Final Evaluation: Conserving Habitats for Globally Important Flora and Fauna in Production Landscapes

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Evaluation Plan:
2017-2021, Thailand
Evaluation Type:
Final Project
Planned End Date:
01/2020
Completion Date:
01/2020
Status:
Completed
Management Response:
No
Evaluation Budget(US $):
35,000

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Title Final Evaluation: Conserving Habitats for Globally Important Flora and Fauna in Production Landscapes
Atlas Project Number: 00083158
Evaluation Plan: 2017-2021, Thailand
Evaluation Type: Final Project
Status: Completed
Completion Date: 01/2020
Planned End Date: 01/2020
Management Response: Yes
Focus Area:
  • 1. Environment & Sustainable Development
  • 2. Others
Corporate Outcome and Output (UNDP Strategic Plan 2014-2017)
  • 1. Output 1.4. Scaled up action on climate change adaptation and mitigation across sectors which is funded and implemented
SDG Goal
  • Goal 11. Make cities and human settlements inclusive, safe, resilient and sustainable
  • Goal 12. Ensure sustainable consumption and production patterns
  • Goal 15. Protect, restore and promote sustainable use of terrestrial ecosystems, sustainably manage forests, combat desertification, and halt and reverse land degradation and halt biodiversity loss
SDG Target
  • 11.a Support positive economic, social and environmental links between urban, peri-urban and rural areas by strengthening national and regional development planning
  • 12.b Develop and implement tools to monitor sustainable development impacts for sustainable tourism that creates jobs and promotes local culture and products
  • 15.1 By 2020, ensure the conservation, restoration and sustainable use of terrestrial and inland freshwater ecosystems and their services, in particular forests, wetlands, mountains and drylands, in line with obligations under international agreements
Evaluation Budget(US $): 35,000
Source of Funding: GEF
Evaluation Expenditure(US $): 24,878
Joint Programme: No
Joint Evaluation: No
Evaluation Team members:
Name Title Email Nationality
Adrian Stokes Lead Consultant stokesenvironmental@outlook.com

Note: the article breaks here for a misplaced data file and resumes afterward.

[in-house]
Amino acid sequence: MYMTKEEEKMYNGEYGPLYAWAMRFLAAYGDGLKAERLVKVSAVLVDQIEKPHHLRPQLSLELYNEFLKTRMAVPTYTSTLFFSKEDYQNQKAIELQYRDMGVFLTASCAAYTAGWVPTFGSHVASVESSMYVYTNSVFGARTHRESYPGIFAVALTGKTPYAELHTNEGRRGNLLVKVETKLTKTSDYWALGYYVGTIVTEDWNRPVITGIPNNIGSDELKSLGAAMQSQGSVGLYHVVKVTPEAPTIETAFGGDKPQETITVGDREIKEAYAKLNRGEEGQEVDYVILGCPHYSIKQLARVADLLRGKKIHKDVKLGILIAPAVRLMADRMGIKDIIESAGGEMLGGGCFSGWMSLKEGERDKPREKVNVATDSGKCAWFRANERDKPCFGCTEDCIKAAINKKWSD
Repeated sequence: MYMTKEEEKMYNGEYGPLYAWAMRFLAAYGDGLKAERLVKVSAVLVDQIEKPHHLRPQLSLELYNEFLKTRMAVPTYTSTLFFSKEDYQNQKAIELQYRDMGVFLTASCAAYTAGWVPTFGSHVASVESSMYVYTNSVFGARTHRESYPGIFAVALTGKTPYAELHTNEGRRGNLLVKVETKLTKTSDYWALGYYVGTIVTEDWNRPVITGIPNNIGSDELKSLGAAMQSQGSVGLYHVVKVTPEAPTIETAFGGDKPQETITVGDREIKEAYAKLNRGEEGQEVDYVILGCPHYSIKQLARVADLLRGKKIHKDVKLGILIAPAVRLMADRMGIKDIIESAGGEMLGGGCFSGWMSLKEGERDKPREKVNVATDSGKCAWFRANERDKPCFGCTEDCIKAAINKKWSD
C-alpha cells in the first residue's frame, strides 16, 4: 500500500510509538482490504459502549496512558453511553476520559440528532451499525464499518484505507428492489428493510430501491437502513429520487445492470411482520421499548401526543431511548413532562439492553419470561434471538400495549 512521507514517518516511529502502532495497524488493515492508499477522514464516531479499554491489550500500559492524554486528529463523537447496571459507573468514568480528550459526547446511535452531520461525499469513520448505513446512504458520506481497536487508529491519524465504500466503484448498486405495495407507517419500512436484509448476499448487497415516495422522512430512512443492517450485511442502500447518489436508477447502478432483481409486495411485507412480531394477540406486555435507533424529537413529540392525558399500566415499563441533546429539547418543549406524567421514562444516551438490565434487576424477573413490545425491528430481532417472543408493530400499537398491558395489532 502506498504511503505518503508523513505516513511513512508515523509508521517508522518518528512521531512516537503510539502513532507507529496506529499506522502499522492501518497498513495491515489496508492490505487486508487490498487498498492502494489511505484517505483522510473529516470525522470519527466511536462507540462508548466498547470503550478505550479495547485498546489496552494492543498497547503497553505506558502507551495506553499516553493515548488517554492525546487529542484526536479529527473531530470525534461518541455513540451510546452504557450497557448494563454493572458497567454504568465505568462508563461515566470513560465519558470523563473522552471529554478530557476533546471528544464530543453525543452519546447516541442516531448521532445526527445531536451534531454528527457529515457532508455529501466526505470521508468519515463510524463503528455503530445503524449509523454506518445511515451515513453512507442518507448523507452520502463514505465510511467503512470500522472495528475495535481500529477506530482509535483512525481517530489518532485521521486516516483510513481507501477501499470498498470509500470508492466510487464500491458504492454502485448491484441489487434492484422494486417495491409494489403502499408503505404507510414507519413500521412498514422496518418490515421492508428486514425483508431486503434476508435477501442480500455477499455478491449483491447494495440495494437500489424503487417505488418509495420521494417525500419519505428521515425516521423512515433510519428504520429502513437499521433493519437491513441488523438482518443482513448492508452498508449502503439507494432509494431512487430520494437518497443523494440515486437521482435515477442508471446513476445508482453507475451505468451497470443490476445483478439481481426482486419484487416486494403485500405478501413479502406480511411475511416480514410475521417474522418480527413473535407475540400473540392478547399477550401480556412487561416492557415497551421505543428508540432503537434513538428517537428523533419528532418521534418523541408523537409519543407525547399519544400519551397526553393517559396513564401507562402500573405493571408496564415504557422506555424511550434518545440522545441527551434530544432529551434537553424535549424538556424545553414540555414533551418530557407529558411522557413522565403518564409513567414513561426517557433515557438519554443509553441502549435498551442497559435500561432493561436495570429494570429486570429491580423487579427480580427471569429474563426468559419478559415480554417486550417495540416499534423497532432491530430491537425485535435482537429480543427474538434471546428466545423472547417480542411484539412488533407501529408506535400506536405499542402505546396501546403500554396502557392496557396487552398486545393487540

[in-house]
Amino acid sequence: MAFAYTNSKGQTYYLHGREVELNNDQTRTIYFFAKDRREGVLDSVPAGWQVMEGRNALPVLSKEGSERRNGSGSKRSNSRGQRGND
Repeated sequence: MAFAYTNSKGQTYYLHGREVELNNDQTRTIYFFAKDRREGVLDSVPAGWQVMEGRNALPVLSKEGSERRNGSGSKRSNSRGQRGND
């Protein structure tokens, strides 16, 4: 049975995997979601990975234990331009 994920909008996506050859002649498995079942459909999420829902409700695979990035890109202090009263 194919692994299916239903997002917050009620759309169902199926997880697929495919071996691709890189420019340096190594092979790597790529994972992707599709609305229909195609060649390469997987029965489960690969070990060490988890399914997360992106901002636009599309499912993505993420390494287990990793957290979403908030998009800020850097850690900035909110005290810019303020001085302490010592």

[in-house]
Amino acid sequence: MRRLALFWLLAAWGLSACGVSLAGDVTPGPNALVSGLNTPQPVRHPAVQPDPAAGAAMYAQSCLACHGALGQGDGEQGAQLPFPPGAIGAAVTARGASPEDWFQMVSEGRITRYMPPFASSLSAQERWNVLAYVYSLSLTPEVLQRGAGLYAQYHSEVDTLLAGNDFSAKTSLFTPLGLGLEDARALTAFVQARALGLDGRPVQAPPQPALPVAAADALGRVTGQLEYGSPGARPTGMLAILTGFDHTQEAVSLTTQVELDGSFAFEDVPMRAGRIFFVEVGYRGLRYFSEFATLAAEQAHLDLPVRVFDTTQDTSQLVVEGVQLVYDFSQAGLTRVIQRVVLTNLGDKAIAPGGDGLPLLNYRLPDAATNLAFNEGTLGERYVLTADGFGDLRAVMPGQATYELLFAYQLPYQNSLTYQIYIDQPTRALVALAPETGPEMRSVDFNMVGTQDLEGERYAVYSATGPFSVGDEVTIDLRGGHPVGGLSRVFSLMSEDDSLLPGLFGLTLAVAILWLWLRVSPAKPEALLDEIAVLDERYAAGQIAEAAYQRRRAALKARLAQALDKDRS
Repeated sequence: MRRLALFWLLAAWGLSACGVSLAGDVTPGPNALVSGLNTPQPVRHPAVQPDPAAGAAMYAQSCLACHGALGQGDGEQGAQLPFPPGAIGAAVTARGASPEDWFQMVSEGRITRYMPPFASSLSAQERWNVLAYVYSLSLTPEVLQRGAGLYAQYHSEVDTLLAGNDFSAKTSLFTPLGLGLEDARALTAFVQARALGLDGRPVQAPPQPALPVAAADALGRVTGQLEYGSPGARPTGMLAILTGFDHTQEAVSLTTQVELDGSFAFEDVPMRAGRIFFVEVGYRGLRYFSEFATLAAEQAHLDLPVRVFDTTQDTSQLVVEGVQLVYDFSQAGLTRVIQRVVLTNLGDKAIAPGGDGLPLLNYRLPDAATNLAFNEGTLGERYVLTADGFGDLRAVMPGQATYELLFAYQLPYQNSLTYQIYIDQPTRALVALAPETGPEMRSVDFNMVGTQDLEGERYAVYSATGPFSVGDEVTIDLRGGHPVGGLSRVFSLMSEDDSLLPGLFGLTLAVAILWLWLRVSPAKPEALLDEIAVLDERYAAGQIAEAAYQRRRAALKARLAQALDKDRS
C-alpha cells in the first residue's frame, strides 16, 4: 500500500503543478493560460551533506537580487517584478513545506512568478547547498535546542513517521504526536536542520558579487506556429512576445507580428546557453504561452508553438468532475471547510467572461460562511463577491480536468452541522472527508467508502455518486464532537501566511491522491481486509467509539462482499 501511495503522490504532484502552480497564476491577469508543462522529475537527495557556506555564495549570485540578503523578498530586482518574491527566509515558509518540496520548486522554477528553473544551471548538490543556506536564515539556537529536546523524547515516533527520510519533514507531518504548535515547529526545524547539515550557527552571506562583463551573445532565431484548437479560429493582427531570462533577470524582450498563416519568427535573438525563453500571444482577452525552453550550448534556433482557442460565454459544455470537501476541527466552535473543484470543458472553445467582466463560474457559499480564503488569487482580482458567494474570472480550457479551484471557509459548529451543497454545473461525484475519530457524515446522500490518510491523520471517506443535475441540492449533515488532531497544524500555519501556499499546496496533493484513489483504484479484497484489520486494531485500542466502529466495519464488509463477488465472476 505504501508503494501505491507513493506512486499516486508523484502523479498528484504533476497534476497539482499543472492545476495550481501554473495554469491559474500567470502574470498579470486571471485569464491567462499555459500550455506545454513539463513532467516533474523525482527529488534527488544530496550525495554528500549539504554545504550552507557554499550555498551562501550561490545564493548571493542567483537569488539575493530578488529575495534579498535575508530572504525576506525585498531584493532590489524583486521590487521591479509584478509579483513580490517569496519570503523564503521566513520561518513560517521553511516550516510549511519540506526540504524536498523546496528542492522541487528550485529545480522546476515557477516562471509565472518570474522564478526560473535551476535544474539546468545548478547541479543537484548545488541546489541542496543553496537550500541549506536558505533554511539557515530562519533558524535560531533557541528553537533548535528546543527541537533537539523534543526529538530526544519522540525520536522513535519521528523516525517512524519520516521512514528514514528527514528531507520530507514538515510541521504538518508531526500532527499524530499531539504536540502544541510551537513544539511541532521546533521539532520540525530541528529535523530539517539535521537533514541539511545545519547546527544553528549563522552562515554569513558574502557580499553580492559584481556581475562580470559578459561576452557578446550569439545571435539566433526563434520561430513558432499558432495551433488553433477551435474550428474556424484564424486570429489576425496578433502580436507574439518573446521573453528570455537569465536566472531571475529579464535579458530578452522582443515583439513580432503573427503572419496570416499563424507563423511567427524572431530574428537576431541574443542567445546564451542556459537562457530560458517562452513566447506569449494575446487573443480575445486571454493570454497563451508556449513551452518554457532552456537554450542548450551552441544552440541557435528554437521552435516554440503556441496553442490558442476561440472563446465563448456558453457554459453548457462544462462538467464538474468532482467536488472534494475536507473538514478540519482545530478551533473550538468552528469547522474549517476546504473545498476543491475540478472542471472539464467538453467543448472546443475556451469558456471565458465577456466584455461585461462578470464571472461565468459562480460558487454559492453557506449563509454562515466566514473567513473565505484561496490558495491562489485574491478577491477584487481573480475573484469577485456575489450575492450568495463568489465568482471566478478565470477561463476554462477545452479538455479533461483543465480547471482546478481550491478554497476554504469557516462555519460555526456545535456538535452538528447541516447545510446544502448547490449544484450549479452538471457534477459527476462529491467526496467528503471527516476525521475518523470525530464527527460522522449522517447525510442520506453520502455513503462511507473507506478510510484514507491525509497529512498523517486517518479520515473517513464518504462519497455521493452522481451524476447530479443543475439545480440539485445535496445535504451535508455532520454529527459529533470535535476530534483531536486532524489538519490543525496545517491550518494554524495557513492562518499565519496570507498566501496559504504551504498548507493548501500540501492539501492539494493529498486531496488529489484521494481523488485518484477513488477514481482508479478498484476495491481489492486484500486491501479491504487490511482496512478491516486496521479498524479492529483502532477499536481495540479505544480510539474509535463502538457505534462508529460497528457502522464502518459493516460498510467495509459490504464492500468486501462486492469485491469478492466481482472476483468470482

Walaitat Worakul National Consultant walaitat@hotmail.com THAILAND
GEF Evaluation: Yes
GEF Project Title: Conserving Habitats for Globally Important Flora and Fauna in Production Landscapes
Evaluation Type: Terminal Evaluation
Focal Area: Biodiversity
Project Type: MSP
GEF Phase: GEF-5
GEF Project ID:
PIMS Number: 4839
Key Stakeholders:
Countries: THAILAND
Lessons
1.

Good Practice

Effective planning for endangered species conservation must work with provincial and local planning

Effective engagement with local planning authorities is very important to species conservation. Even in projects with motivated and highly skilled on-ground personnel, results can be compromised and not sustained if local authorities are not aware and if local planning does not protect habitat and manage threats. This is often neglected in ES projects. In this project, the land use planning and provincial engagement was of high quality. Also, the level of understanding of ES conservation among local authorities is highly variable, and this project was very effective at using different methodologies to work with local authorities in different areas.

The Eastern Sarus Crane project provides an excellent example of effective result-based management

ZPO described how the ESC project in Buriram has benefited from the use by ZPO and other partners of a result-based management approach. Having a log frame with clear targets and goals for the species, planning work according to these targets, monitoring against those and following up on actions and targets, provided a framework for delivering outstanding results which has seen the ESC change in status from Extinct in the Wild to Critically Endangered.


Tag: Sustainability UNDP management

Findings
1.

Lessons Learned

Results framework changes should be made following a clear process that is understood by all relevant parties